- The NBC Sports Philadelphia broadcast went haywire late in the third quarter and there was a period of time during which all we had was the audio. Given the waste being laid on the court, it was the best part of the second half.
- It made all the sense in the world that the Sixers wanted to establish some rhythm for Harris early in this game. And his first touch of the game came from sound strategy. The Sixers ran a miniature dribble weave to get him isolated against Simons above the free throw line and put him in position to get his feet wet with some bully ball. But, it was the next two touches that raised these eye brows.
Philadelphia ran Harris off weak-side pin-down screens to curl into the pass and shoot off the catch early in the action. Sure, Portland wasn't paying him any respect and willingly died on the screens. But, that's not the way to get Harris going. The Sixers are too good at manufacturing mismatches to lack method in their attempts to jump-start Harris' motor, especially on a night when Embiid and Maxey are not available to get theirs any way necessary.
- Even with Embiid and Maxey headlining a large pool of Sixers who were unavailable for this game, Portland is so bad that this shouldn't have been too overwhelming of a matchup for Philadelphia. But, the Sixers let a perfectly manageable three-point halftime deficit swell early in the third quarter.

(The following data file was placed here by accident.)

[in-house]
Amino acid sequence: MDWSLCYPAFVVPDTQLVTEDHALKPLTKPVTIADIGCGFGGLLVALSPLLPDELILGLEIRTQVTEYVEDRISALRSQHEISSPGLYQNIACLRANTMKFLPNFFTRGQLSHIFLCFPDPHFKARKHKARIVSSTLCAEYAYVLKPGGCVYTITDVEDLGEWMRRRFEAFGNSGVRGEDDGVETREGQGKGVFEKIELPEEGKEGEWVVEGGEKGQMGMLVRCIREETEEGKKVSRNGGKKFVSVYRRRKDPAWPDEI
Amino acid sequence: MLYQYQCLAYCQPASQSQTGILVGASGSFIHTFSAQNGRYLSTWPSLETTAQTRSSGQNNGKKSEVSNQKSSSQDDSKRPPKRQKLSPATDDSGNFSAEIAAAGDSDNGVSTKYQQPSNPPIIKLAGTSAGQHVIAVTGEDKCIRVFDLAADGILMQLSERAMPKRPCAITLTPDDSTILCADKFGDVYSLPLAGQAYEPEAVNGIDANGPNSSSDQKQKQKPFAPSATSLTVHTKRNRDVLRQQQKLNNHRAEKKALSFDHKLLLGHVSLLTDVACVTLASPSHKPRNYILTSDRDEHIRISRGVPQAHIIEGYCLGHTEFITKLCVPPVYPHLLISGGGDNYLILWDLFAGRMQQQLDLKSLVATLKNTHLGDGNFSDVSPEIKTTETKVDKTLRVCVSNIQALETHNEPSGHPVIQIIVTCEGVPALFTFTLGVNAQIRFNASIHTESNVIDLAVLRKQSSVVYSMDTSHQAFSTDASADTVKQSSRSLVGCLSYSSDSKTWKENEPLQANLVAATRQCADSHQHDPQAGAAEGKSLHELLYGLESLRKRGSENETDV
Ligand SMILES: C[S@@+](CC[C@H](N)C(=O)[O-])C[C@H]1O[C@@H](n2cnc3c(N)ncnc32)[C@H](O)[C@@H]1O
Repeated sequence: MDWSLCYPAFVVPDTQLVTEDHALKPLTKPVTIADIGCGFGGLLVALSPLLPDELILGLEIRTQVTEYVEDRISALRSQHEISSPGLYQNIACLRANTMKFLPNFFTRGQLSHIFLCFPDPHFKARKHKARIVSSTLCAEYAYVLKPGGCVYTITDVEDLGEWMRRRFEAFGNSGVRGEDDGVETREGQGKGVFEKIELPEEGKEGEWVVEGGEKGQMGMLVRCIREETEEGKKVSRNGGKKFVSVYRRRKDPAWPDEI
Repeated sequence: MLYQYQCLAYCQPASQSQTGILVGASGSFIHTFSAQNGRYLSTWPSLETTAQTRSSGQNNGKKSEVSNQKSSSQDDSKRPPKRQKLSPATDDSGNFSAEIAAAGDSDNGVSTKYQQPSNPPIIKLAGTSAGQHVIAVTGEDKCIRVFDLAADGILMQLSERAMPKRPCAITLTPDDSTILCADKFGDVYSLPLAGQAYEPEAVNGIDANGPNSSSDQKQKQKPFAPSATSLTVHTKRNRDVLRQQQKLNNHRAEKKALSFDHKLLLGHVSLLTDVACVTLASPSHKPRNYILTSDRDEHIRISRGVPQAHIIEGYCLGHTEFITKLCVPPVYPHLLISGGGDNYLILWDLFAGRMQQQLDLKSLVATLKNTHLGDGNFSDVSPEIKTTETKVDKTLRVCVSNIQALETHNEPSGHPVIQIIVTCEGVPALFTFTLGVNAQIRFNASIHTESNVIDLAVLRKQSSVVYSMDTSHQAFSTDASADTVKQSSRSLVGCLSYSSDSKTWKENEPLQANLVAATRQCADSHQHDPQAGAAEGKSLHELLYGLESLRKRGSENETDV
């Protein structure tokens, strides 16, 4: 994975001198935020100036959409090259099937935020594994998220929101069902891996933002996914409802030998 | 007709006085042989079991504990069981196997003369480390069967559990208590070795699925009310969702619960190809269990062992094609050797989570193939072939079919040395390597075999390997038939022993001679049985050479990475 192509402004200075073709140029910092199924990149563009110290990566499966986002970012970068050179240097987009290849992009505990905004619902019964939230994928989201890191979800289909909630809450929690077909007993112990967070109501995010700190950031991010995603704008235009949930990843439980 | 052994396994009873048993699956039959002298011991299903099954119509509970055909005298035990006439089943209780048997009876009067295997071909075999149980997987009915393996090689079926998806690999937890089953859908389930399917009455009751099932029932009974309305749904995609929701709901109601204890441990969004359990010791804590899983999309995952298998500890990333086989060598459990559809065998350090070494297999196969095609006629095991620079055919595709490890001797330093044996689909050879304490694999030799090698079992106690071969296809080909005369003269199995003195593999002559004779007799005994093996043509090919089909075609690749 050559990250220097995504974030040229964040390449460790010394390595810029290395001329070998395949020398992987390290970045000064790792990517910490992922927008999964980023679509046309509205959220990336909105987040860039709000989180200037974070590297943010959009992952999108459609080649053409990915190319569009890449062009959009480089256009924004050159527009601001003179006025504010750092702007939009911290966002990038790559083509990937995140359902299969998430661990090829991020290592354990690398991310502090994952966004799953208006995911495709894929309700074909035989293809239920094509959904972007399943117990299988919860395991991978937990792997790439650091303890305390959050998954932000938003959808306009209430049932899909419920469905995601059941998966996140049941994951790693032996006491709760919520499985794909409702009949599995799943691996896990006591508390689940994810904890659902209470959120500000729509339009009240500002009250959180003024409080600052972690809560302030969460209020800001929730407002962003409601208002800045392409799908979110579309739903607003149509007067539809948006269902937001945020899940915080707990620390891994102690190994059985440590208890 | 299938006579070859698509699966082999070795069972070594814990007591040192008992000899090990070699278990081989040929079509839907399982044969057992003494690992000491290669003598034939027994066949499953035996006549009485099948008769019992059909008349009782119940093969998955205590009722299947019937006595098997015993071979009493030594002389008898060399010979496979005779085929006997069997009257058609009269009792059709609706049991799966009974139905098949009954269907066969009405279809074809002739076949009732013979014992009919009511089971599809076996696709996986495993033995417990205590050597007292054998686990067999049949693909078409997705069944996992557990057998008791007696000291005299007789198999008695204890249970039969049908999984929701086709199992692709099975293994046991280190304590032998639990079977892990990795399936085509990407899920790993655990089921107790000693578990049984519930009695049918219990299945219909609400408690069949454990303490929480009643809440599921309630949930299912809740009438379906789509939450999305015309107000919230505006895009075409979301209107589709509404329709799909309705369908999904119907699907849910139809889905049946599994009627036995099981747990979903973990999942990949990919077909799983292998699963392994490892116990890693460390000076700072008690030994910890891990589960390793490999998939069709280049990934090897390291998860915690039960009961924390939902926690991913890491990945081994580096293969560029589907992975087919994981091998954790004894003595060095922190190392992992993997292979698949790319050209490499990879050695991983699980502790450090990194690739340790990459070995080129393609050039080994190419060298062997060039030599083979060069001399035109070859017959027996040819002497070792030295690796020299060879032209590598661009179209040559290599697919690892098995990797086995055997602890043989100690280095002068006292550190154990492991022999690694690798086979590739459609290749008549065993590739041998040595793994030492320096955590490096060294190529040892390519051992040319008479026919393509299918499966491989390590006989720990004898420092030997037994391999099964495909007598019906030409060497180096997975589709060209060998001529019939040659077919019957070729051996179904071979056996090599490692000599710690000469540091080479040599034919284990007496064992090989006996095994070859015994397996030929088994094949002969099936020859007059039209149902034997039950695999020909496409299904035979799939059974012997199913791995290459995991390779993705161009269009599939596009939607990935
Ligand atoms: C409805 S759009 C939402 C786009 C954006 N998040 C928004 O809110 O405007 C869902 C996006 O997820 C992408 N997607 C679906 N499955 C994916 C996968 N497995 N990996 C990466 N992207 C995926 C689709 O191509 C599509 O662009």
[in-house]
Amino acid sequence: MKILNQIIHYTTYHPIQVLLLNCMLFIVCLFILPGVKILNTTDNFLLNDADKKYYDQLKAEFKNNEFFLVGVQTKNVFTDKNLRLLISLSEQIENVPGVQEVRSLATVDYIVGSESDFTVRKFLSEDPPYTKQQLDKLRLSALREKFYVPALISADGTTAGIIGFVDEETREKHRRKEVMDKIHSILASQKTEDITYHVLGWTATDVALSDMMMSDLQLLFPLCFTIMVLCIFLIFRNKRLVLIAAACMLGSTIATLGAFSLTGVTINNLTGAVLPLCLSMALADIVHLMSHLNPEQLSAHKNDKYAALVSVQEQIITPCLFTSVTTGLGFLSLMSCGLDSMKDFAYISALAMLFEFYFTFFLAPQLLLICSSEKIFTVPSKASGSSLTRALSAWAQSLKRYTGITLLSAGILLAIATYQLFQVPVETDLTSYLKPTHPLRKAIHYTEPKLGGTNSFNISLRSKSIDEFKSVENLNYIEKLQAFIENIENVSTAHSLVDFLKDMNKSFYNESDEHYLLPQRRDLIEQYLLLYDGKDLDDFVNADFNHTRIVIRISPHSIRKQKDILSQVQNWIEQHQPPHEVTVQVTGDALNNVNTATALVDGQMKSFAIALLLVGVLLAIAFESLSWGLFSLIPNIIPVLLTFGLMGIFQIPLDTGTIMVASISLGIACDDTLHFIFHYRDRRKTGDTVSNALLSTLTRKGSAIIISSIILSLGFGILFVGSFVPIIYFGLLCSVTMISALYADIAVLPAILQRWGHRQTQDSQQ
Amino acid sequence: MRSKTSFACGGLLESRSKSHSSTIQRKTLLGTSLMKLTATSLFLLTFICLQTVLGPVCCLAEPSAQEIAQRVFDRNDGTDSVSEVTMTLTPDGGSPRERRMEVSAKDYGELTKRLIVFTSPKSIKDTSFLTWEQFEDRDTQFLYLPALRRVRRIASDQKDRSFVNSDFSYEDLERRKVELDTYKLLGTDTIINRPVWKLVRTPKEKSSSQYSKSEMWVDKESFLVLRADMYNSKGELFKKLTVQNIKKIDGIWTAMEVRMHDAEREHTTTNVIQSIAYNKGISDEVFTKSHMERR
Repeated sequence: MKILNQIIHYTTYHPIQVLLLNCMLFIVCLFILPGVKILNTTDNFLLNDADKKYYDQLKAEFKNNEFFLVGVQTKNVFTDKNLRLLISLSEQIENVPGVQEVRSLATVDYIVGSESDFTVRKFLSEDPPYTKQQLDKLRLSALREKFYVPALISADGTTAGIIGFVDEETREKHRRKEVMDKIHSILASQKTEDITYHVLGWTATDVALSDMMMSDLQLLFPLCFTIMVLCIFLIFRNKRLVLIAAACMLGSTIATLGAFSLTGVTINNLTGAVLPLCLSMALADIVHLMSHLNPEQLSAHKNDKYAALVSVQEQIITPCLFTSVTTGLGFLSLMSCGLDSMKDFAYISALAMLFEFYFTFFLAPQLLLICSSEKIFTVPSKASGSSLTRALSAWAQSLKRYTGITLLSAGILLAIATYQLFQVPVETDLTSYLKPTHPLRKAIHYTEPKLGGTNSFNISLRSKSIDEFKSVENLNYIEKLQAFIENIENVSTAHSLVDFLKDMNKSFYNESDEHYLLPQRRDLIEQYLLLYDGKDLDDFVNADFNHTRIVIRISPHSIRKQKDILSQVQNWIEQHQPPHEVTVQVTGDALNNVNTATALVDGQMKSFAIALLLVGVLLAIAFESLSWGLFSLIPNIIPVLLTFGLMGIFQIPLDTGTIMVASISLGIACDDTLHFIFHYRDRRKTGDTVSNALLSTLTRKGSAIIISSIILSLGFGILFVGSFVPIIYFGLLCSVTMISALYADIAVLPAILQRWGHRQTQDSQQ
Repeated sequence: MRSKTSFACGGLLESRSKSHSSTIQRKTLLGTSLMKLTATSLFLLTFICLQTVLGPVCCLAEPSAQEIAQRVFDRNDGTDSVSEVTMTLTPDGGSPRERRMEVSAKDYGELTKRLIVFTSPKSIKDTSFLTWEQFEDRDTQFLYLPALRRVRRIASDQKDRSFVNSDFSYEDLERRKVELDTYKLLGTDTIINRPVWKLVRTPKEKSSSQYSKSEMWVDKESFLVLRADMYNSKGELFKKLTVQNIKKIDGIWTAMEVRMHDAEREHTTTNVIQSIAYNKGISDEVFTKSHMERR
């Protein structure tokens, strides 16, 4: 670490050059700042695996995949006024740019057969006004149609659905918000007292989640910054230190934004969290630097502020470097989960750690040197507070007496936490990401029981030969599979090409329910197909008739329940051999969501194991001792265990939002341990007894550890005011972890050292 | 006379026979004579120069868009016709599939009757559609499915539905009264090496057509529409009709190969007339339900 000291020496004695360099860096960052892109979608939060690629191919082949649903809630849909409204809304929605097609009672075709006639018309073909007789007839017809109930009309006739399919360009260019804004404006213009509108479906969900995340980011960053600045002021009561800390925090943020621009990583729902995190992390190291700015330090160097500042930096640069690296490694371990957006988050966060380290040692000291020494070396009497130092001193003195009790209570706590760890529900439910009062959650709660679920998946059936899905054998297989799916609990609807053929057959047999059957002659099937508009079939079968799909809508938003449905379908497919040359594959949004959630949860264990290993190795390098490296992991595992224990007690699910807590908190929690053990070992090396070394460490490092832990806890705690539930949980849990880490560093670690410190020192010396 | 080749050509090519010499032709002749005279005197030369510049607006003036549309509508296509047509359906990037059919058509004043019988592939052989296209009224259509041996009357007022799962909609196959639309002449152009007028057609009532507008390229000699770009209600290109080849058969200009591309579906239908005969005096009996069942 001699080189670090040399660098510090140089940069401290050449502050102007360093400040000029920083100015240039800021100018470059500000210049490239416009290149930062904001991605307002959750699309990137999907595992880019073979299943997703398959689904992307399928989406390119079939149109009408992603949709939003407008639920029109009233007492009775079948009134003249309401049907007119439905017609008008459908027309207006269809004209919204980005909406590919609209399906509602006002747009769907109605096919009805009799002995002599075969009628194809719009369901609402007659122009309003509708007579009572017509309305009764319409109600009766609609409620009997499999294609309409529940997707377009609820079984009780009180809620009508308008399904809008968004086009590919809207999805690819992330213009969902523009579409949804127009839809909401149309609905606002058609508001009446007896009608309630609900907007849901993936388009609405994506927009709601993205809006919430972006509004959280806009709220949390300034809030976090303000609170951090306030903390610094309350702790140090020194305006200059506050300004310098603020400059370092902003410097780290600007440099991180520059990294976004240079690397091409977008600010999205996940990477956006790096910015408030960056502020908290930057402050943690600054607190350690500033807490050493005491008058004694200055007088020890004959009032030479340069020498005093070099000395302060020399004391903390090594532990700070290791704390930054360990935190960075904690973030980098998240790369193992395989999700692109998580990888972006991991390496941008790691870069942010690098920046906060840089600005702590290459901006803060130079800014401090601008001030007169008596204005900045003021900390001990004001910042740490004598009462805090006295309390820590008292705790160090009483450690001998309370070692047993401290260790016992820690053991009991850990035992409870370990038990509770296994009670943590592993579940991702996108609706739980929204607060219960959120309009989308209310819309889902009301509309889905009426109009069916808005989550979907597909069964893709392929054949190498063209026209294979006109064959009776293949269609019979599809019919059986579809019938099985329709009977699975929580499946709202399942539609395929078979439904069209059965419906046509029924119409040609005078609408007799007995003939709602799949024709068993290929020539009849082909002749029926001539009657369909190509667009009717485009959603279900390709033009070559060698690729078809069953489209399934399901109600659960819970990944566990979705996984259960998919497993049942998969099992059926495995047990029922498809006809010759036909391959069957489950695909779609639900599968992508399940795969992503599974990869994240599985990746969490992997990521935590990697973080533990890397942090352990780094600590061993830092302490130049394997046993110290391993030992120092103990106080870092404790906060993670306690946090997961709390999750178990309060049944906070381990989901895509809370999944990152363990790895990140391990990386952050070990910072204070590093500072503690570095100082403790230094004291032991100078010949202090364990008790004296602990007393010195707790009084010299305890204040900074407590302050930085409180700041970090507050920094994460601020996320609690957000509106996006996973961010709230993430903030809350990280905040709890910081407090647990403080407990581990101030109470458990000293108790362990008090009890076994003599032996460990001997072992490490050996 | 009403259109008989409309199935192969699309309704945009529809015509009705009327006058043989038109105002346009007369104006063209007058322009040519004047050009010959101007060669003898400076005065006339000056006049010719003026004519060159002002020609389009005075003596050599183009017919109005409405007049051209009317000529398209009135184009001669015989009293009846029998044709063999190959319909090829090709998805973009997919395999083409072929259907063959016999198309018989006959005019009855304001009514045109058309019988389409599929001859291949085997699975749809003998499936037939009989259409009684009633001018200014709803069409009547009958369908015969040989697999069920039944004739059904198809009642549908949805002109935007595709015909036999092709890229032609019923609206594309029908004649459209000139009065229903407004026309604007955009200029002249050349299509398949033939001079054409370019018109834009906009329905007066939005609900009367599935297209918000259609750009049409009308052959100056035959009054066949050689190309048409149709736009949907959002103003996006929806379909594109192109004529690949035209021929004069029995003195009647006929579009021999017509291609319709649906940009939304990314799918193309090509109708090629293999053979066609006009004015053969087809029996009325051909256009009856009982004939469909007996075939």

I can understand defensive lapses from time to time, especially when the lynchpin of your defense isn't available to clean up messes that start on the front line. But, it was the total disorganization on offense that was inexcusable. It was especially jarring considering that they actually set up in Horns on a couple of possessions early in the quarter. Some of their best offense comes out of that formation. While I don't expect every possession to feature as crisp execution without the two best players on the court, you should know to get to your bread and butter when things are going awry.
When you have sets that work so well, you spend time putting different players in different positions in those sets so that they're prepared to be in any spot in any situation. And given the success Philadelphia had on the drive in the first half, it doesn't really matter whether you're catching and attacking at the rim or catching at the elbow and driving from there.
The Sixers didn't need to have good perimeter shooting to manufacture decent possessions, but they floated in and out of organized plays all quarter long, all while not doing a damn thing to stop the bleeding on the other end of the floor.
- In the time it took you to read the first clause of this sentence, Ayton caught the Sixers asleep on defense and jetted backdoor to dunk home a lob...again.
- Danuel House Jr. taking step-back double-clutch long twos. I'm going to bed.
The Sixers (29-16) will visit the Golden State Warriors (19-24) on Tuesday. Tip-off is scheduled for 10 p.m., Eastern time. You can catch the action on TNT.